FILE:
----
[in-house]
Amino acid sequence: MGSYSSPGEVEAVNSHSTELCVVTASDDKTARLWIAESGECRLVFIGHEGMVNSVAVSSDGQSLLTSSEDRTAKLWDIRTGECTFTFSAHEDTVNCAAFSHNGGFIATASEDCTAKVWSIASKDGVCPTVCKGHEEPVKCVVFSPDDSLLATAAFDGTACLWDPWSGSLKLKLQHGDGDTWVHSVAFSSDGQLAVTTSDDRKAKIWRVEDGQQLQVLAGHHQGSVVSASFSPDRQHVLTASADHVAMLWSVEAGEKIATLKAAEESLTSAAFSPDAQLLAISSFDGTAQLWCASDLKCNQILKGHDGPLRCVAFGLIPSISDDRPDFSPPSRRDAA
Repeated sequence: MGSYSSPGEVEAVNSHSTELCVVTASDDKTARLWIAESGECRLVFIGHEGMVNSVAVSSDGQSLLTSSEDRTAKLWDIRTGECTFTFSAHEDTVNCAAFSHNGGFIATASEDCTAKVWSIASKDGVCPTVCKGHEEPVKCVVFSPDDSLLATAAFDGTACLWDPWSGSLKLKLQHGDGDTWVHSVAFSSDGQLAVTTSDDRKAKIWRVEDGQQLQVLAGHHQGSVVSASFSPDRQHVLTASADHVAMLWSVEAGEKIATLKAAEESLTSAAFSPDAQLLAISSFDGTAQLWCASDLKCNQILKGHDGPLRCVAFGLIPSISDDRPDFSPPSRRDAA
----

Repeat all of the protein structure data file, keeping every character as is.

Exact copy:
[in-house]
Amino acid sequence: MGSYSSPGEVEAVNSHSTELCVVTASDDKTARLWIAESGECRLVFIGHEGMVNSVAVSSDGQSLLTSSEDRTAKLWDIRTGECTFTFSAHEDTVNCAAFSHNGGFIATASEDCTAKVWSIASKDGVCPTVCKGHEEPVKCVVFSPDDSLLATAAFDGTACLWDPWSGSLKLKLQHGDGDTWVHSVAFSSDGQLAVTTSDDRKAKIWRVEDGQQLQVLAGHHQGSVVSASFSPDRQHVLTASADHVAMLWSVEAGEKIATLKAAEESLTSAAFSPDAQLLAISSFDGTAQLWCASDLKCNQILKGHDGPLRCVAFGLIPSISDDRPDFSPPSRRDAA
Repeated sequence: MGSYSSPGEVEAVNSHSTELCVVTASDDKTARLWIAESGECRLVFIGHEGMVNSVAVSSDGQSLLTSSEDRTAKLWDIRTGECTFTFSAHEDTVNCAAFSHNGGFIATASEDCTAKVWSIASKDGVCPTVCKGHEEPVKCVVFSPDDSLLATAAFDGTACLWDPWSGSLKLKLQHGDGDTWVHSVAFSSDGQLAVTTSDDRKAKIWRVEDGQQLQVLAGHHQGSVVSASFSPDRQHVLTASADHVAMLWSVEAGEKIATLKAAEESLTSAAFSPDAQLLAISSFDGTAQLWCASDLKCNQILKGHDGPLRCVAFGLIPSISDDRPDFSPPSRRDAA